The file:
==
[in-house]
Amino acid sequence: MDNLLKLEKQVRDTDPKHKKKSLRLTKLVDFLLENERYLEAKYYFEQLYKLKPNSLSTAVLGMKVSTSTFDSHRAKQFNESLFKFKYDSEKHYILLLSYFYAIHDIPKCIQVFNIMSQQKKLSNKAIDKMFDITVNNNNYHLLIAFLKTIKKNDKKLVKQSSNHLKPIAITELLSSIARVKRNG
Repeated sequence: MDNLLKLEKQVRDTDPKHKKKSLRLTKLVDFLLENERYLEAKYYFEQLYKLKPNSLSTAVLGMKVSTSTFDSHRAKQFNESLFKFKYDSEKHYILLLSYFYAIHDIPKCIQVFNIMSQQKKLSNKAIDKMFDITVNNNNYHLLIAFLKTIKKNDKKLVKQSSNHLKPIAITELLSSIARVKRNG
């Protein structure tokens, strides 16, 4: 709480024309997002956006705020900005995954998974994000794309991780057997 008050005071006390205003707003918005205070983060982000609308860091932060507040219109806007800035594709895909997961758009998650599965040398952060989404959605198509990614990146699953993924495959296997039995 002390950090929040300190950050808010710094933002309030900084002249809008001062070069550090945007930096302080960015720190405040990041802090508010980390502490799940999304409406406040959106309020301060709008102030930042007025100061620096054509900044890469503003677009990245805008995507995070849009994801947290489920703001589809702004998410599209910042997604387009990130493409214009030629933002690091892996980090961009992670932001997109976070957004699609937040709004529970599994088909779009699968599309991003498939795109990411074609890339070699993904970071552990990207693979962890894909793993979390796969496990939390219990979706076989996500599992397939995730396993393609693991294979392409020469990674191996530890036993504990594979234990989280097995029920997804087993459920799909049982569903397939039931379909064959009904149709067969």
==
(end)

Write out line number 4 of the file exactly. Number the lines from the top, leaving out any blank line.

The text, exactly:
């Protein structure tokens, strides 16, 4: 709480024309997002956006705020900005995954998974994000794309991780057997 008050005071006390205003707003918005205070983060982000609308860091932060507040219109806007800035594709895909997961758009998650599965040398952060989404959605198509990614990146699953993924495959296997039995 002390950090929040300190950050808010710094933002309030900084002249809008001062070069550090945007930096302080960015720190405040990041802090508010980390502490799940999304409406406040959106309020301060709008102030930042007025100061620096054509900044890469503003677009990245805008995507995070849009994801947290489920703001589809702004998410599209910042997604387009990130493409214009030629933002690091892996980090961009992670932001997109976070957004699609937040709004529970599994088909779009699968599309991003498939795109990411074609890339070699993904970071552990990207693979962890894909793993979390796969496990939390219990979706076989996500599992397939995730396993393609693991294979392409020469990674191996530890036993504990594979234990989280097995029920997804087993459920799909049982569903397939039931379909064959009904149709067969």